“…constant bombardment from my senses makes it impossible for me to think critically and clearly, and the
physical and emotional strain of always guarding against sensory input is exhausting.” (Laura1974)
Frequent, if not constant, bombardment by thoughts not related to the task at hand, being very distracting and even disruptive to functioning, is a very common symptom in ADD, as is impairment of executive functioning, cognitive functioning, etc.
It is also not uncommon for those with ADD/ADHD to have some symptoms of OCD (or depression —see below) also!! With adequate treatment of the ADD/ADHD, many of the OCD symptoms and the depression disappear or greatly decrease. If the depression is because of the ADD/ADHD, the antidepressants won’t really ‘fix’ it, because the cause of the depression is still there, until that is treated! (see below)
The gold standard for treatment of ADD/ADHD is trials of the central nervous system stimulants, which come in various release forms (immediate release, extended release, capsules, tablets, liquid, patch, etc., etc.), in the 2 major central nervous system medicine groups (methylphenidate —like Ritalin, Concerta, Metadate; and dexmethylphenidate – Focalin; and several dextroamphetamine – like Vyvanse: and mixed salts of amphetamines (e.g., Adderall, Mydayis). There are many different ones out there, many generic now, some only brand name, each with some differences in length of action, and other differences.
You (Laura) didn’t mention what the specialty is of the doctor you see. It’s worth just keeping in mind that until about 10-15 years ago, ADD/ADHD was considered “a children’s disease” that kids “grow out of” (NOT!!) and even psychiatrists who did not also subspecialize in child and adolescent psychiatry, but only treated adults, were not even taught about the presence of ADD/ADHD in adults!! Ten years ago, I knew a mom who took her 16 year old daughter to her pediatrician’s appointment to get her ‘regular’ refill of her ADD medicine, as they had been doing for years with successful results, and the pediatrician shocked the mom by saying he could no longer prescribe the ADD medicine for her daughter, because she was “now an adolescent” and kids grow out of ADD/ADHD once they reach adolescence!! Mom was panicked, frightened for her daughter, found a child psychiatrist, and the girl’s medicine was continued, and her grades went back up, mood improved, etc.!!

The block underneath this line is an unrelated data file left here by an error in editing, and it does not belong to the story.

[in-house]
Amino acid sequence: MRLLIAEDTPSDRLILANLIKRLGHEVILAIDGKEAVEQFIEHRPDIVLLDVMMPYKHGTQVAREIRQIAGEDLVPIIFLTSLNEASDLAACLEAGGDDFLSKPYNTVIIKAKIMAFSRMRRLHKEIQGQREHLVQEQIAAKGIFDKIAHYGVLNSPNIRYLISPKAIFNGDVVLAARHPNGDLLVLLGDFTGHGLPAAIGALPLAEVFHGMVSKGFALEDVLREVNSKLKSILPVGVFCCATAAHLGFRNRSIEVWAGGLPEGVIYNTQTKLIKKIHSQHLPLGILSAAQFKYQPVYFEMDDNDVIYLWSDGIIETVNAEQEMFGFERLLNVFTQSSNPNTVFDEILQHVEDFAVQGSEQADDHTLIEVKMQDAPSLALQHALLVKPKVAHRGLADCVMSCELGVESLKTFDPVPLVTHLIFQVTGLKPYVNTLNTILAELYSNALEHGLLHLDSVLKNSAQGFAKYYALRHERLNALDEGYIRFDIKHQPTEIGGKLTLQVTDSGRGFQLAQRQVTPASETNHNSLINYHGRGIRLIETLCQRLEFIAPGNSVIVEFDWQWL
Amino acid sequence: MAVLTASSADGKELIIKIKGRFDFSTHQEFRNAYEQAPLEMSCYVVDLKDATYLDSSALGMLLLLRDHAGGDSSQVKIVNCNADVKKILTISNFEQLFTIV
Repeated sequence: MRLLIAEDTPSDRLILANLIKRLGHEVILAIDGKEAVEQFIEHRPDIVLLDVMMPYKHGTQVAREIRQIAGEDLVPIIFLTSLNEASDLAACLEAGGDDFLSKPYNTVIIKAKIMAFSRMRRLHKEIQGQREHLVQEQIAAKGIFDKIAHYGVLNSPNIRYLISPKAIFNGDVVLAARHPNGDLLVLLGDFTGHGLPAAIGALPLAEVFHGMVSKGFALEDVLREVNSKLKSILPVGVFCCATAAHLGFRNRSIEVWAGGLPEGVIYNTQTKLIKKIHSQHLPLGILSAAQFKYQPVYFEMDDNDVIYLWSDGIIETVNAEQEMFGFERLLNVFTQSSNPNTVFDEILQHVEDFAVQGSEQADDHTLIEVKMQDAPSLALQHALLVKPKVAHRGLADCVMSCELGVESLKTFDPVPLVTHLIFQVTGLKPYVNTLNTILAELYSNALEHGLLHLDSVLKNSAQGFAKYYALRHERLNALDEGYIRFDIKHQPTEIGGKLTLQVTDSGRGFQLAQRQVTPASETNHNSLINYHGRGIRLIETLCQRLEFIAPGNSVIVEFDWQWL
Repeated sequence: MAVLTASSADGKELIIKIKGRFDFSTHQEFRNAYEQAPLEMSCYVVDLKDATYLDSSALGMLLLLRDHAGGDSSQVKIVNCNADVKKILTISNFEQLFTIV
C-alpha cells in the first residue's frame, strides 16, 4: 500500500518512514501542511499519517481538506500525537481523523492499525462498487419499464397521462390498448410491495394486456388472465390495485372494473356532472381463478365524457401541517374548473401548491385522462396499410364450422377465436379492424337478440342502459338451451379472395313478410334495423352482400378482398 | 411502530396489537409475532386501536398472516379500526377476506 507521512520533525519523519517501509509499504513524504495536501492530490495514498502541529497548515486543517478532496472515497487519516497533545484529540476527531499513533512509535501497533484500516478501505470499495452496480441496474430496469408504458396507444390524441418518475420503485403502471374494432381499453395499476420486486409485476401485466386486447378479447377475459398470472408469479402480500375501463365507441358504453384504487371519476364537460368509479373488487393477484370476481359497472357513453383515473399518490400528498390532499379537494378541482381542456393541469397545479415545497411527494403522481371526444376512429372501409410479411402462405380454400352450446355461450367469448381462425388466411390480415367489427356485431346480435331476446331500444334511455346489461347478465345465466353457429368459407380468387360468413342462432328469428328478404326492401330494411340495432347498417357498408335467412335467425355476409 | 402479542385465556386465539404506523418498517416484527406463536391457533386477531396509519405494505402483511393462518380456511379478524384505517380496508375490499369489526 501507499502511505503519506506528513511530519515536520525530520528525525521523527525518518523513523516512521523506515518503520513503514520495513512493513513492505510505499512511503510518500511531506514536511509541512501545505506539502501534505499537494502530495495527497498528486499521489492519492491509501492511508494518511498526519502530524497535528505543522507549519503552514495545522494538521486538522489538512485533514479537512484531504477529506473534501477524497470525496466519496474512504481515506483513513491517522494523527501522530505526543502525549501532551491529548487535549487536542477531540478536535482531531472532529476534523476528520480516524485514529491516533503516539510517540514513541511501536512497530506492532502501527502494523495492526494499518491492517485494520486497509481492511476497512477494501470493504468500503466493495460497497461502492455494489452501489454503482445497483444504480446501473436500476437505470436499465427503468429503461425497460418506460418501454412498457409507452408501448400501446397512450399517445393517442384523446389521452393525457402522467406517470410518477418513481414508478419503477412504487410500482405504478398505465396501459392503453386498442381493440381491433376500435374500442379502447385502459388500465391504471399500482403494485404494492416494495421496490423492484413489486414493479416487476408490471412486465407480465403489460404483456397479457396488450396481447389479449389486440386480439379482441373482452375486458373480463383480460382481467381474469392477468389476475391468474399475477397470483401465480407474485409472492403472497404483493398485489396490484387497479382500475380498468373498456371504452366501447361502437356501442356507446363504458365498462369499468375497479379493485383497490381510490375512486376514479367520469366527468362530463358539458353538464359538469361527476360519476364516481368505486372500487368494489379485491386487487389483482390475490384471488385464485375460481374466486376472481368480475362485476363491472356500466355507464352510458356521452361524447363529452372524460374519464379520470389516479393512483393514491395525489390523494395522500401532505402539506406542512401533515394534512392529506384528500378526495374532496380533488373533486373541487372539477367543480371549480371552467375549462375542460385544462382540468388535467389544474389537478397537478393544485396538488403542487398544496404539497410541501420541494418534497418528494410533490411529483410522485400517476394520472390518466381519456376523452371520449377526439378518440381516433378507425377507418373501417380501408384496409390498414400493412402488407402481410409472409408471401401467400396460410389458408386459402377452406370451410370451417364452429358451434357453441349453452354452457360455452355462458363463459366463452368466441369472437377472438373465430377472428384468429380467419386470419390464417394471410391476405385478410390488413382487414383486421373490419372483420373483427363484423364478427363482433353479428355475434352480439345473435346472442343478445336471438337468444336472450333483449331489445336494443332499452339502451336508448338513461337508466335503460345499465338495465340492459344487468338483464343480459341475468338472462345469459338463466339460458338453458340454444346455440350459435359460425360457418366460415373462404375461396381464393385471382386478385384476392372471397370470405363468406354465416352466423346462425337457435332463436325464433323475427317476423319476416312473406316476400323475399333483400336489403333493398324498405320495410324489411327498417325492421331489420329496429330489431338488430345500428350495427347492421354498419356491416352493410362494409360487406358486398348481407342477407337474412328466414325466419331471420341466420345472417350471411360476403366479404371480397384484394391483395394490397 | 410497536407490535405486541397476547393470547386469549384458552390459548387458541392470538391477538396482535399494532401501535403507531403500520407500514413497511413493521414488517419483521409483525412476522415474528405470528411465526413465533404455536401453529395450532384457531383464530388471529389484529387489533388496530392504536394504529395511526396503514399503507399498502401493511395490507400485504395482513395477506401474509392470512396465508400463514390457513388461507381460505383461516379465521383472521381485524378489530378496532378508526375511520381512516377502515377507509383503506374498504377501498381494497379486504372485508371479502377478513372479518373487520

It’s very common for the major complaints of college students and adults being referred for evaluation, to be “depression and anxiety” or “anxiety and depression.” For many of those, they are found to be struggling for years with undiagnosed and untreated ADD or ADHD!! Their depression was “due” to their struggling to succeed, knowing they are capable of doing better, but not knowing “why” they continue to do poorly, not knowing what’s “wrong” with them, whether in school or at work, becoming increasingly hopeless and feeling they are a failure, and the anxiety increased because they become increasingly afraid they will fail the exam, and the next, and the next, not get the project (or homework) done in time, etc., or mess up at work and get reprimanded or fired, etc., because they couldn’t perform as well as they ‘knew’ they should be able to. For those who end up actually having undiagnosed ADD/HD, these symptoms disappear or become greatly reduced once they are on the right dose of the right ADD/ADHD medicine, and they then become ‘functional’! (and very often do not need to continue taking the antidepressants)
Laura, if your doctor isn’t knowledgeable about how to diagnose ADD or ADHD, or how to treat it, it might be worth making a trip “to the big city” to see someone who is experienced and knowledgeable about ADD and ADHD in adults. Once diagnosed and started on an effective medicine, perhaps you local doctor would be willing to follow you and prescribe your refills, etc.